Termination for Convenience Clauses Are Not Illusory Promises and Not Limited By the Implied Covenant of Good Faith and Fair Dealing

Recently, Division I of the Court of Appeals addressed two issues of first impression in private construction contracts:  (1) whether a Termination for Convenience (“TforC”) clause is an illusory promise and, therefore, unenforceable; and (2) whether a TforC clause is limited by the implied duty of good faith and fair dealing.  Ultimately, the Court held that partial performance of a contract provides adequate consideration to render a TforC clause not illusory, and that the implied duty of good faith and fair dealing does not trump express terms or unambiguous rights in a contract.

The case at issue, SAK & Associates, Inc. v. Ferguson Const., Inc., involved two private construction companies who entered into a fixed-sum subcontract for concrete materials and paving services on the construction of hangars at an airport.  The subcontract contained a TforC clause, which permitted the General Contractor to terminate the subcontract “for its own convenience and require Subcontractor to immediately stop work.”[i]  A few months into the project, the General Contractor gave notice and terminated the Subcontractor from the project for convenience.  Upon termination, the General Contractor paid the Subcontractor the proportionate share of the subcontract price for the work actually performed.  The Subcontractor subsequently sued the General Contractor alleging breach of contract for unilateral termination without cause.

A TforC clause, as previously addressed here in our blog, “affords the owner or general contractor the flexibility to alter its course and eliminate unnecessary expenditures without repudiating its performance or materially breaching the contract.”  These clauses have long been employed by the government in contracting and found their way into private contracts.  In SAK & Associates, Inc. v. Ferguson Const., Inc., the Subcontractor challenged the enforceability of the TforC clause, arguing it was an “illusory promise” (or that it lacked “consideration”) and was therefore unenforceable.  In construction contracts, “consideration” is a requirement that there be reciprocal promises of the parties to perform work and to pay for the work performed.  The Court held that because the Subcontractor performed 24% percent of the contract and the General Contractor paid the Subcontractor for that portion of the work, such partial performance provided adequate consideration to make the TforC clause enforceable.[ii]

The Subcontractor also argued the notice given by the General Contractor was merely false and pretextual excuses for increasing its profits from the project.  The Court found this argument unpersuasive.  The notice stated that, among other reasons, the General Contractor was terminating the Subcontractor for convenience.  If the parties wanted termination to be contingent upon meeting a list of demands or certain content of the notice, the parties were free to negotiate and incorporate those contingencies into the subcontract—but they did not do so.  Thus, the TforC clause required that nothing more be stated than convenience, and the Court held that the undisputed facts showed that the General Contractor gave such sufficient notice.[iii]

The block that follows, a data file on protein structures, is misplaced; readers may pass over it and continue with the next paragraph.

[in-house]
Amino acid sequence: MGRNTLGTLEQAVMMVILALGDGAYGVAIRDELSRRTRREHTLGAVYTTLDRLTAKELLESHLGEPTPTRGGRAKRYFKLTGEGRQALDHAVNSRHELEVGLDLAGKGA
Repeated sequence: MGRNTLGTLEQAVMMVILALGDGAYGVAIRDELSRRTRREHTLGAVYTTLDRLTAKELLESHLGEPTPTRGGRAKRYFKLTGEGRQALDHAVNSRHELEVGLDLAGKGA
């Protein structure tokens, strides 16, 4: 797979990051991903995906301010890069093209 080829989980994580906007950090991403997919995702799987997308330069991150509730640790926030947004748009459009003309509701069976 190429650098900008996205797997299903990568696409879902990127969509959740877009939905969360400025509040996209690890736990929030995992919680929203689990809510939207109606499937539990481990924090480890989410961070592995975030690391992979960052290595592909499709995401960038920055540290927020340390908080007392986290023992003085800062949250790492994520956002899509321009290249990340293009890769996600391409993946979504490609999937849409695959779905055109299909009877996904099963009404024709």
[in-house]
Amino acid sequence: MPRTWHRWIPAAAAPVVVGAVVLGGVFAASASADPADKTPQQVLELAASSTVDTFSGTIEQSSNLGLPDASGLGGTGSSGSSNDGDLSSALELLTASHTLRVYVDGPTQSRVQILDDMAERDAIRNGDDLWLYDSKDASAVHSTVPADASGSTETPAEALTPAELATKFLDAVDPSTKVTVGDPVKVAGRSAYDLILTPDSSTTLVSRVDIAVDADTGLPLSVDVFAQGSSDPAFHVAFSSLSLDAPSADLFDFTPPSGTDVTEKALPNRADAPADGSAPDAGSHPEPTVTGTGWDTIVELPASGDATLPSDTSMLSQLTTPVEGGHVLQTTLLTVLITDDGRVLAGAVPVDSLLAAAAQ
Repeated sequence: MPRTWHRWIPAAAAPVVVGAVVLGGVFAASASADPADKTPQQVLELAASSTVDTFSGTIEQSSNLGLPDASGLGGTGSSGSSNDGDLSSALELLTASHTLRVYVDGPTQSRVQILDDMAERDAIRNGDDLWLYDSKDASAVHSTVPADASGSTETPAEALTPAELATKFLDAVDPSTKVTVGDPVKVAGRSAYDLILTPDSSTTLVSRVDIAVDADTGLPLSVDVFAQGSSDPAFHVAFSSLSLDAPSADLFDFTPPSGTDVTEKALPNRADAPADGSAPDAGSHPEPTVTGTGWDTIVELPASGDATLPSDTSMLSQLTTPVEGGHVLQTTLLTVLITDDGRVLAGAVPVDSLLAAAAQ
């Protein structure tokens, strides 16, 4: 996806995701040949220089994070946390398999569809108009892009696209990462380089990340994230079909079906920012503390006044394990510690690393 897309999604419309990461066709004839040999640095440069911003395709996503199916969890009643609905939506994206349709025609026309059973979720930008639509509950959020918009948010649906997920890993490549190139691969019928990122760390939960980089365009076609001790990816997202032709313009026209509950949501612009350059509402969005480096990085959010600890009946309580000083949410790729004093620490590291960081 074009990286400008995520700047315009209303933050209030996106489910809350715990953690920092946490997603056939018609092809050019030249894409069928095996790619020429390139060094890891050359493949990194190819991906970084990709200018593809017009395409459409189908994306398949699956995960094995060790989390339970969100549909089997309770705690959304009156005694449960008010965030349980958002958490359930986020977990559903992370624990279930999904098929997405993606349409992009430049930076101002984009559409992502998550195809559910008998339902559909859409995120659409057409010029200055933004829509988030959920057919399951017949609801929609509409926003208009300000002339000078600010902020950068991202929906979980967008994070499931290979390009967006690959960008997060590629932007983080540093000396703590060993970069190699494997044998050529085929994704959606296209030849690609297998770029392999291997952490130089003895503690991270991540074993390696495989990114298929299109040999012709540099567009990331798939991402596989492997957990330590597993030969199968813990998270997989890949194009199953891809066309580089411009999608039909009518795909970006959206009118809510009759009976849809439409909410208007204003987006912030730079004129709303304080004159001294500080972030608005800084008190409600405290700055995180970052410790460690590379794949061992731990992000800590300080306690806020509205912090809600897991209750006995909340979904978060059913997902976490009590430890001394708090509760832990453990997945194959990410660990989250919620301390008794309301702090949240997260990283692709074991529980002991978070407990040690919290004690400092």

Interestingly, the Court took the opportunity to address whether a TforC clause can be limited by the implied duty of good faith and fair dealing, even though the argument was not even raised by the Subcontractor.  The Court quickly admonished the argument stating that, “as a matter of law, there cannot be a breach of the duty of good faith when a party simply stands on its rights to require performance of a contract according to its terms.”[iv]  When a party invokes a TforC clause to which both parties agreed, an unambiguous TforC clause will not be limited by the implied duty of good faith and fair dealing.  Because the TforC clause in this case was agreed to by the parties and was only contingent upon notice (which was provided), the Court found the clause to be enforceable.

Prior to this decision, it was unclear whether Washington would follow the federal courts’ lead, which allow TforC clauses to be limited.  Read our previous post on “Termination for Convenience” clauses here.  However, a Washington Court has now spoken to the issue, lending guidance on how Courts will rule in the future.  Although the Subcontractor submitted its Petition for Review to the Supreme Court two days late, the Court is currently considering whether to accept its Petition.

Comments:  Termination for Convenience clauses can be beneficial in both government and private contracting.  However, the parties should negotiate and include any relevant contingencies upon termination that they wish to enforce at a later date.  Washington Courts are likely to continue enforcing the express terms of negotiated contracts rather than read in or imply terms that could have been negotiated at the outset, including such terms can help to mitigate unnecessary, timely, and expensive litigation during performance.

[i]198 Wn.App. 405, 357 P.3d 671, 674 (2015)

[ii] Id. at 676.

[iii] Id. at 678.

[iv] Id. at 676 (emphasis added).

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